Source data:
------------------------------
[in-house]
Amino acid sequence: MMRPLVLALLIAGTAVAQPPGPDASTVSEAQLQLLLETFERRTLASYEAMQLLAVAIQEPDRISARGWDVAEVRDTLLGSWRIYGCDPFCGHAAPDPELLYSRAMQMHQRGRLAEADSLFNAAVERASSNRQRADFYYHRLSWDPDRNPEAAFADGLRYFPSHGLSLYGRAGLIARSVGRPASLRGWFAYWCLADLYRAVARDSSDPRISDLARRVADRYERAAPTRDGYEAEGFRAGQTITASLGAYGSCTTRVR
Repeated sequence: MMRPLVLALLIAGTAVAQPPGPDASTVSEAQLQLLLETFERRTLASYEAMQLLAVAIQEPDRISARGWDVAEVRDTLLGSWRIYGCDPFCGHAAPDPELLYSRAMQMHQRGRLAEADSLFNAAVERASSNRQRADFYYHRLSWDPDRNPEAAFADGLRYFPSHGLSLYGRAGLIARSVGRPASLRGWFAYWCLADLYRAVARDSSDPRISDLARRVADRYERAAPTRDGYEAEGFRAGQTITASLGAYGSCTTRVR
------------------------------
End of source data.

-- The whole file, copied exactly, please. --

[in-house]
Amino acid sequence: MMRPLVLALLIAGTAVAQPPGPDASTVSEAQLQLLLETFERRTLASYEAMQLLAVAIQEPDRISARGWDVAEVRDTLLGSWRIYGCDPFCGHAAPDPELLYSRAMQMHQRGRLAEADSLFNAAVERASSNRQRADFYYHRLSWDPDRNPEAAFADGLRYFPSHGLSLYGRAGLIARSVGRPASLRGWFAYWCLADLYRAVARDSSDPRISDLARRVADRYERAAPTRDGYEAEGFRAGQTITASLGAYGSCTTRVR
Repeated sequence: MMRPLVLALLIAGTAVAQPPGPDASTVSEAQLQLLLETFERRTLASYEAMQLLAVAIQEPDRISARGWDVAEVRDTLLGSWRIYGCDPFCGHAAPDPELLYSRAMQMHQRGRLAEADSLFNAAVERASSNRQRADFYYHRLSWDPDRNPEAAFADGLRYFPSHGLSLYGRAGLIARSVGRPASLRGWFAYWCLADLYRAVARDSSDPRISDLARRVADRYERAAPTRDGYEAEGFRAGQTITASLGAYGSCTTRVR